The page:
Brexit: one travel blogger’s plea

travel blogger brexit EU referendum

It’s been one week since the UK voted to leave the EU by a very narrow margin. It’s taken me that long to find the words and the energy to write this post, as I’ve swung between sadness, shock, anger, and embarrassment.

For those who are new to the blog; I am British. Half-English, half-Scottish to be exact. I lived in various parts of England for my whole life until I left in January of this year to travel in Asia. Back home I was very much engaged in politics, and was a member of the Green Party of England and Wales. I believe strongly that the majority of the problems on our planet are caused by borders, and that the key to a more peaceful and progressive society is to break them down, not to create more of them. From the moment that the referendum was announced, I knew that I would be voting to remain in the European Union. I valued the opportunities that our EU membership afforded. I have some wonderful friends who have come from other EU countries to live and work in the UK. I was (still am) scared of the idea of our government having full control over the country, with no checks or balances. I saw myself as a European citizen. I arranged my proxy vote and encouraged other people to vote too. Despite the threat coming from the “Leave” campaigners, I didn’t think Brexit would actually happen; I thought that in the end the country would come out and vote “Remain”.

I was sitting in an airport cafe in Thailand, nursing a ginger tea as I waited for my flight to Chiang Mai, when I logged onto the WiFi and opened up the news websites to see how the vote count was looking. I’m not ashamed to say that I sat there and cried when I saw the result – and I’m not one for weeping in public.

I’m sure many of my non-British friends (and maybe some of my British friends too) think that I’ve been displaying melodramatic tendencies over the past seven days – crying in airports, talking about how my heart is broken – and that I should just accept the result and get over it. But it runs much, much deeper than that. I feel almost as if I don’t belong in my own country any more – that I just can’t understand its mindset. I feel as if I am watching my country fall apart from the other side of the world; no one has any plan for how to proceed, the Prime Minister has simply resigned and run away from the situation, the opposition party appears to be imploding, Nigel Farage is embarrassing us all in the European Parliament with his hateful speech, and a horrible surge of racism has risen in Britain’s towns and cities. Every day I log onto the news sites, dreading to see what will have happened now.

I’ve read a few blog posts about the potential impact of Brexit for travellers. The reality is that nothing is going to change in the imminent future; leaving the EU will be a long, drawn-out process. But that isn’t what I want to write about today anyway.

I want to issue a personal plea. When you meet me in hostels or on buses, please don’t judge me when you hear my accent or ask me where I am from. I didn’t vote for this, and the “Leave” mindset is not one that I or millions of other Brits share. Ask me about my feelings on Brexit. Let me tell you my point of view. Don’t believe everything you see in the media; get to know me, and any other British people you meet along the way. A hug for our wounded souls would be nice too.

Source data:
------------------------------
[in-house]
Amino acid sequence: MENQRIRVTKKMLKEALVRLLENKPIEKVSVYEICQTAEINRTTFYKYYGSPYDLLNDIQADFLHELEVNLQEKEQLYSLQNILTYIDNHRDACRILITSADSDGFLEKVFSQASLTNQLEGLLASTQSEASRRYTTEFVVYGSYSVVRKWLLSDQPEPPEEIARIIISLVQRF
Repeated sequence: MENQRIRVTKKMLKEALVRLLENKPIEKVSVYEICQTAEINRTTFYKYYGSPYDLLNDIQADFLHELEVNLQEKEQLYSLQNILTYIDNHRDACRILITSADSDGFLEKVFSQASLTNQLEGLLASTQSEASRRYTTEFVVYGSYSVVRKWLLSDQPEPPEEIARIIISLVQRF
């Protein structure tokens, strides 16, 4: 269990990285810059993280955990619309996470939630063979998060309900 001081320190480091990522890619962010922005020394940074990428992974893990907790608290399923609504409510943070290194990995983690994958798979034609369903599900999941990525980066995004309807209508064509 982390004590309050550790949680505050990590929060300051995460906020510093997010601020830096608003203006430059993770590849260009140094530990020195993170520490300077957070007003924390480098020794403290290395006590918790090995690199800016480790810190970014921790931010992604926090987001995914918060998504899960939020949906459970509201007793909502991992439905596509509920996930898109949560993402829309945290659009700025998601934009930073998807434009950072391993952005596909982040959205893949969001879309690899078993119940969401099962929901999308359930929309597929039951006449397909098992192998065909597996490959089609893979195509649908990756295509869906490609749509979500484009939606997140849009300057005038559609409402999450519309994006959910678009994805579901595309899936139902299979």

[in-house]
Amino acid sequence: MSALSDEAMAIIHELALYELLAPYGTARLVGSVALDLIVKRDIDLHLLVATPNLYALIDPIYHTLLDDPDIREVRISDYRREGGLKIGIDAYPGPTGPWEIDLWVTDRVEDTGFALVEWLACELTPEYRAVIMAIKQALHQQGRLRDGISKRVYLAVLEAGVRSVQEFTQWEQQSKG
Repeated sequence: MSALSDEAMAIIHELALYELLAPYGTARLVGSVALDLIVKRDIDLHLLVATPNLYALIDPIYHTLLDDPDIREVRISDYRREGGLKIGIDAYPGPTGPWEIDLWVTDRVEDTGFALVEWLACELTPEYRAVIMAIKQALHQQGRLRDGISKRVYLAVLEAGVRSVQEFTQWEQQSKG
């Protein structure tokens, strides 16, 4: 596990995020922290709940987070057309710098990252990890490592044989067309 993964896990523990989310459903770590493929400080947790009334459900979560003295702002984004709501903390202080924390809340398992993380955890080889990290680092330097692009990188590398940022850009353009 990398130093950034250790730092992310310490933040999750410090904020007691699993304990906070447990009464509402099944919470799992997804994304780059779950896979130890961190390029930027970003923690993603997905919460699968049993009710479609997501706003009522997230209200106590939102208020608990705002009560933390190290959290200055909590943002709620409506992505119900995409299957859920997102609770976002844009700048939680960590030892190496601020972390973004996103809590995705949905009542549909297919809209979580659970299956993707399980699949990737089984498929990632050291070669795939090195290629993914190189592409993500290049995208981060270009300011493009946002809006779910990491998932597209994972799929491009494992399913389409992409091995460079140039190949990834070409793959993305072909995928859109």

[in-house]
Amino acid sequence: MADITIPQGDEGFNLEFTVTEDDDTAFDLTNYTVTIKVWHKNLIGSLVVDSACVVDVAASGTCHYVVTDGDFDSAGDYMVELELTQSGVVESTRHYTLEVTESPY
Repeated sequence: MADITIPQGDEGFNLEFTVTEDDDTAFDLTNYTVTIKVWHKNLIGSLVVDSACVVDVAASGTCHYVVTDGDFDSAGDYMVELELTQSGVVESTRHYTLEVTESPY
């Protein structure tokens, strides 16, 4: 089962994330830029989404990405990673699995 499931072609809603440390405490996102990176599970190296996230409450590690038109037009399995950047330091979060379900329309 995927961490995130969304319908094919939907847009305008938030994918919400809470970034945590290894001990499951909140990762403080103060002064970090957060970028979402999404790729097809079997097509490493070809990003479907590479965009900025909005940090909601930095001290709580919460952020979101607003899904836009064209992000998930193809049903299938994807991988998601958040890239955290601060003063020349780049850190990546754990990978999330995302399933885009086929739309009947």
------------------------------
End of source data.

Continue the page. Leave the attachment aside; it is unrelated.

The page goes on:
And for those travellers from elsewhere who were thinking of visiting the UK; please still do come. The majority of Brits – yes, even many, if not most, of those who voted to leave the EU – are not racist, or prejudiced, or small-minded. The violent or threatening incidents being reported in the media are sad and scary, but they are the work of a few nasty individuals. Most British people will welcome you, will be happy to tell you all about their city or town, and will help you out if you need it. We’ve got culture, nature and a ton of history for you to explore – and right now it’s going to work out cheaper for you too. Want some UK travel tips? Get in touch or comment below; if I can’t help, I’ll find someone who can.

Brighton day trip from London

It’s too early to say how Brexit will pan out and what it means for the future of the UK. I’m still clinging to the hope that maybe it won’t actually happen after all. In the meantime, let’s be kind to each other, wherever we come from, and prove to those who wish to stir up hate that love and peace can triumph.

travel blogger brexit EU referendum

Come to Camden and meet Amy.


  1. Sarah

    I just think you did a great job with this commentary, and please don’t worry – it’s unfortunate but true that most countries in the world have nationalist parties or factions rising in power right now (including us here in the U.S….) that stand for things we don’t agree with or believe in whatsoever.

    My friends feel the same way about me talking about Brexit, they are so over me and think I’m being a dramatic too!

    Keep traveling and writing, because I think that’s how we all start understanding people better (less borders, more travels)… and if I do meet you in a hostel, I’m definitely saying hello!

    Cheers! 🙂

    1. The Imagination Trail (Post author)

      Thank you for reading and for your kind words, Sarah 🙂

  2. douglas bickley

    Brilliantly written once again x

    1. The Imagination Trail (Post author)

      Thank you x


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